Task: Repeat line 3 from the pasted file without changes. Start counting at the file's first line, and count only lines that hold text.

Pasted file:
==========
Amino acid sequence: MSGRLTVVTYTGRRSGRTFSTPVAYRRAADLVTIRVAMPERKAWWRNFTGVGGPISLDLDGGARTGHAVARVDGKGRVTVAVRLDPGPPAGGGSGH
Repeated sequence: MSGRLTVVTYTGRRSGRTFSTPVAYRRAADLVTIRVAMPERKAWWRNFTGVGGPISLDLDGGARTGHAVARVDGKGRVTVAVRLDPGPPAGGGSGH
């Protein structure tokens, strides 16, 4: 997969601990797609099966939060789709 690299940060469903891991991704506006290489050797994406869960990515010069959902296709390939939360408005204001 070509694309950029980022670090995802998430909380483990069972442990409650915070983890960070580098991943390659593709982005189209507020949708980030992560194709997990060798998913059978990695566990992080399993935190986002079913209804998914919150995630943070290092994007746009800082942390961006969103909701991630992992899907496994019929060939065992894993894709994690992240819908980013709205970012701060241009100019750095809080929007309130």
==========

């Protein structure tokens, strides 16, 4: 997969601990797609099966939060789709 690299940060469903891991991704506006290489050797994406869960990515010069959902296709390939939360408005204001 070509694309950029980022670090995802998430909380483990069972442990409650915070983890960070580098991943390659593709982005189209507020949708980030992560194709997990060798998913059978990695566990992080399993935190986002079913209804998914919150995630943070290092994007746009800082942390961006969103909701991630992992899907496994019929060939065992894993894709994690992240819908980013709205970012701060241009100019750095809080929007309130």